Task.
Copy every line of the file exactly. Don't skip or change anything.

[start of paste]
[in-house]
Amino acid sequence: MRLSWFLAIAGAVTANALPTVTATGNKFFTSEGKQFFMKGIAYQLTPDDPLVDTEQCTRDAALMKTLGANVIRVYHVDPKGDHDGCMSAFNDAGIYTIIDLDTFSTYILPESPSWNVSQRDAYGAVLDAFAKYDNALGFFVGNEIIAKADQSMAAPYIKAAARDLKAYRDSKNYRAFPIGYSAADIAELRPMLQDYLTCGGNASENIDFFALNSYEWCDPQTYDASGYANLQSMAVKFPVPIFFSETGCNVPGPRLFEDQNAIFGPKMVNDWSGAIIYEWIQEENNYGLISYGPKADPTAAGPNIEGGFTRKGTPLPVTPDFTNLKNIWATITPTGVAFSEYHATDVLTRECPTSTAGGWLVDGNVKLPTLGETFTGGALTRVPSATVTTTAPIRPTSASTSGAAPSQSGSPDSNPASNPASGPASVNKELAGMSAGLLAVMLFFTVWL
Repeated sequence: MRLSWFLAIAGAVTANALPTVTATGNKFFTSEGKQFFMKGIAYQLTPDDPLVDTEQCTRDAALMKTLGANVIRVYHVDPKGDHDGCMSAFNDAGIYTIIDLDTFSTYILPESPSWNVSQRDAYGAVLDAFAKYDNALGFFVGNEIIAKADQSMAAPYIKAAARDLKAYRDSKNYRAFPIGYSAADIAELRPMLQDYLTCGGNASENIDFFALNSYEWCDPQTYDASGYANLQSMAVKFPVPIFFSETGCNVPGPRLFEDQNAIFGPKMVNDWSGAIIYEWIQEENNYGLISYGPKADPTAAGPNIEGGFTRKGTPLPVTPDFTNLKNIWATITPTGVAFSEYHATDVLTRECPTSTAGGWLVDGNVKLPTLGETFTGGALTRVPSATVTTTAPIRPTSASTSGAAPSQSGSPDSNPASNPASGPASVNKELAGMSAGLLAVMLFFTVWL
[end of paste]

[in-house]
Amino acid sequence: MRLSWFLAIAGAVTANALPTVTATGNKFFTSEGKQFFMKGIAYQLTPDDPLVDTEQCTRDAALMKTLGANVIRVYHVDPKGDHDGCMSAFNDAGIYTIIDLDTFSTYILPESPSWNVSQRDAYGAVLDAFAKYDNALGFFVGNEIIAKADQSMAAPYIKAAARDLKAYRDSKNYRAFPIGYSAADIAELRPMLQDYLTCGGNASENIDFFALNSYEWCDPQTYDASGYANLQSMAVKFPVPIFFSETGCNVPGPRLFEDQNAIFGPKMVNDWSGAIIYEWIQEENNYGLISYGPKADPTAAGPNIEGGFTRKGTPLPVTPDFTNLKNIWATITPTGVAFSEYHATDVLTRECPTSTAGGWLVDGNVKLPTLGETFTGGALTRVPSATVTTTAPIRPTSASTSGAAPSQSGSPDSNPASNPASGPASVNKELAGMSAGLLAVMLFFTVWL
Repeated sequence: MRLSWFLAIAGAVTANALPTVTATGNKFFTSEGKQFFMKGIAYQLTPDDPLVDTEQCTRDAALMKTLGANVIRVYHVDPKGDHDGCMSAFNDAGIYTIIDLDTFSTYILPESPSWNVSQRDAYGAVLDAFAKYDNALGFFVGNEIIAKADQSMAAPYIKAAARDLKAYRDSKNYRAFPIGYSAADIAELRPMLQDYLTCGGNASENIDFFALNSYEWCDPQTYDASGYANLQSMAVKFPVPIFFSETGCNVPGPRLFEDQNAIFGPKMVNDWSGAIIYEWIQEENNYGLISYGPKADPTAAGPNIEGGFTRKGTPLPVTPDFTNLKNIWATITPTGVAFSEYHATDVLTRECPTSTAGGWLVDGNVKLPTLGETFTGGALTRVPSATVTTTAPIRPTSASTSGAAPSQSGSPDSNPASNPASGPASVNKELAGMSAGLLAVMLFFTVWL